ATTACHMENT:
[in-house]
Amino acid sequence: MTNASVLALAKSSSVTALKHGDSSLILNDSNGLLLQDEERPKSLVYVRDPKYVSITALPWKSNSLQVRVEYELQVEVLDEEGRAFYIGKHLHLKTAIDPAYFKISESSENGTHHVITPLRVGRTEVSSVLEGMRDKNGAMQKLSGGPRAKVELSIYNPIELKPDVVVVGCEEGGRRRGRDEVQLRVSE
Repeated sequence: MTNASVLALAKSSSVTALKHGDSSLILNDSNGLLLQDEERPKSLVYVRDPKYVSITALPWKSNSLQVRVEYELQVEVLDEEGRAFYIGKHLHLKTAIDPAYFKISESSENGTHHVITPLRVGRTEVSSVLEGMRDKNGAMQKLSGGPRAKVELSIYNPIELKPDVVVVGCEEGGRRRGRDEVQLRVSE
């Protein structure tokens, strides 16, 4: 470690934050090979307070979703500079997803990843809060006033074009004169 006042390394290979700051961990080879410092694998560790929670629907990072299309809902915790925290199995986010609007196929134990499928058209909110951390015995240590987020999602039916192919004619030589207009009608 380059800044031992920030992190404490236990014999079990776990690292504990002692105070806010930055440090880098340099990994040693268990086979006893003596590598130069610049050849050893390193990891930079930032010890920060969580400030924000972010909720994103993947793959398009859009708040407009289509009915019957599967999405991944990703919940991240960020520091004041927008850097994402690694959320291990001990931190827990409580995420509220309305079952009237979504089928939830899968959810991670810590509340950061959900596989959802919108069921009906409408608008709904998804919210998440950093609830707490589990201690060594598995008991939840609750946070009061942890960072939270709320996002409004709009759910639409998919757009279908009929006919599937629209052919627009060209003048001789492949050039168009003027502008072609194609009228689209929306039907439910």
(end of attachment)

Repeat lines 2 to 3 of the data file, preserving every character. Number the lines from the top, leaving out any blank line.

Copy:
Amino acid sequence: MTNASVLALAKSSSVTALKHGDSSLILNDSNGLLLQDEERPKSLVYVRDPKYVSITALPWKSNSLQVRVEYELQVEVLDEEGRAFYIGKHLHLKTAIDPAYFKISESSENGTHHVITPLRVGRTEVSSVLEGMRDKNGAMQKLSGGPRAKVELSIYNPIELKPDVVVVGCEEGGRRRGRDEVQLRVSE
Repeated sequence: MTNASVLALAKSSSVTALKHGDSSLILNDSNGLLLQDEERPKSLVYVRDPKYVSITALPWKSNSLQVRVEYELQVEVLDEEGRAFYIGKHLHLKTAIDPAYFKISESSENGTHHVITPLRVGRTEVSSVLEGMRDKNGAMQKLSGGPRAKVELSIYNPIELKPDVVVVGCEEGGRRRGRDEVQLRVSE